Dental access rates for young children
- Researchers at Birmingham have analysed NHS dental data to look at rates of dental attendance by very young children, finding that these were very low – only 3% of children had visited a dentist before their first birthday and only 12% by their second.
- Surprisingly, the rates were low even for relatively affluent areas.
- This suggests that there is a widespread misunderstanding of the importance of taking children to the dentist before their first birthday. Our findings emphasise how important are initiatives to encourage all parents and carers to take their children to the dentist. Initiatives such as Starting Well are also likely to be important to help children at high risk of dental disease.
Despite significant reductions in levels of tooth decay in England over the past 40 years, the proportion of children suffering this preventable disease remains high with a quarter of five-year-old children in England overall and a third of children in the North West (Public Health England 2019).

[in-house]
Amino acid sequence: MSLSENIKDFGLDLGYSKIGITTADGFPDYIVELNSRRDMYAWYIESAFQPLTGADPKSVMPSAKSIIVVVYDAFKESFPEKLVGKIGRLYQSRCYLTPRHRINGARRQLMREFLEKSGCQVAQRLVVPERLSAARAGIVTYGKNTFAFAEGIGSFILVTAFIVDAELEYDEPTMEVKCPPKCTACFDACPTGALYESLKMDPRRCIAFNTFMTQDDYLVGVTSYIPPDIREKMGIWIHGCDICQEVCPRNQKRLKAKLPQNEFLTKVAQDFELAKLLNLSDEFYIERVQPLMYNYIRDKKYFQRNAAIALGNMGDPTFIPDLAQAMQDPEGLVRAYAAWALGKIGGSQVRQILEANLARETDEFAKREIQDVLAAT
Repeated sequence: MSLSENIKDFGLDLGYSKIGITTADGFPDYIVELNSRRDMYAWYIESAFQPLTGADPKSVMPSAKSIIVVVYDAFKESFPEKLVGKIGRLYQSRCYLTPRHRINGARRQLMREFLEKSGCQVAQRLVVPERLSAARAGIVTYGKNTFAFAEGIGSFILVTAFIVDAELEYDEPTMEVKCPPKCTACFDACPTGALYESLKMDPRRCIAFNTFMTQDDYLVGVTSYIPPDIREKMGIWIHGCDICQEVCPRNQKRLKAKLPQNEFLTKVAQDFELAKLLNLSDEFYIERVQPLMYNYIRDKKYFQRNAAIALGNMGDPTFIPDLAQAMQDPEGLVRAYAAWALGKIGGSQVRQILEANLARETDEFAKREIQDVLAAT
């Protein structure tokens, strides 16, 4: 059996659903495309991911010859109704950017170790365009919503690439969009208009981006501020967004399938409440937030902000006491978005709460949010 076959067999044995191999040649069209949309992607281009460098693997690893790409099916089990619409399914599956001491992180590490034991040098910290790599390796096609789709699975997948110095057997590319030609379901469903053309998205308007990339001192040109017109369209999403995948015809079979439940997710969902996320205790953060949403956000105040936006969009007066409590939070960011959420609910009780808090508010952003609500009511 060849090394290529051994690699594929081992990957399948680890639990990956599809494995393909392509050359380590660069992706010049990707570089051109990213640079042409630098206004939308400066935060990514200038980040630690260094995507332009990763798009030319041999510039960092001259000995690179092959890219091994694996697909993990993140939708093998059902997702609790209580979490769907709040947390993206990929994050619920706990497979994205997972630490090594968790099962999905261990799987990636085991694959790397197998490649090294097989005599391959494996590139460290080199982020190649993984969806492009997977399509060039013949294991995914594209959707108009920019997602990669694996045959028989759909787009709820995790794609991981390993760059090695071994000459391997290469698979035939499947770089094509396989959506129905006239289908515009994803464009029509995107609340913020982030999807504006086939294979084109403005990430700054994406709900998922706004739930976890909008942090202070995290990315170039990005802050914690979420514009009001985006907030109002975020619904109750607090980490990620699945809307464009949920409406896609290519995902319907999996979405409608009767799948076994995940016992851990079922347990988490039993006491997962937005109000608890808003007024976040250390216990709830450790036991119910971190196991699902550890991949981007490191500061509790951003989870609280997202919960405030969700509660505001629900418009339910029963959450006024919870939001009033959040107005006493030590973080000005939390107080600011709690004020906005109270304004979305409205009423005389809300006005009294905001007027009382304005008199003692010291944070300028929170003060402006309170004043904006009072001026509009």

There is good scientific evidence that public health measures such as water fluoridation and supervised tooth brushing can reduce levels of tooth decay at a population level. Children should also be taken to the dentist so that they can receive personalised prevention and their parents/carers can be supported in keeping their children’s teeth free of decay. Children from deprived communities are less likely to be taken to the dentist, even though they are at higher risk of decay.
There is a national ambition to ensure all children visit a dentist before their first birthday and an initiative called Dental Check By One was launched by the British Society of Paediatric Dentistry in 2017 which has been endorsed by the Chief Dental Officer.
Candy Salomon-Ibarra, Vahid Ravaghi, Kirsty Hill, Colwyn Jones, David Landes and Alexander Morris.
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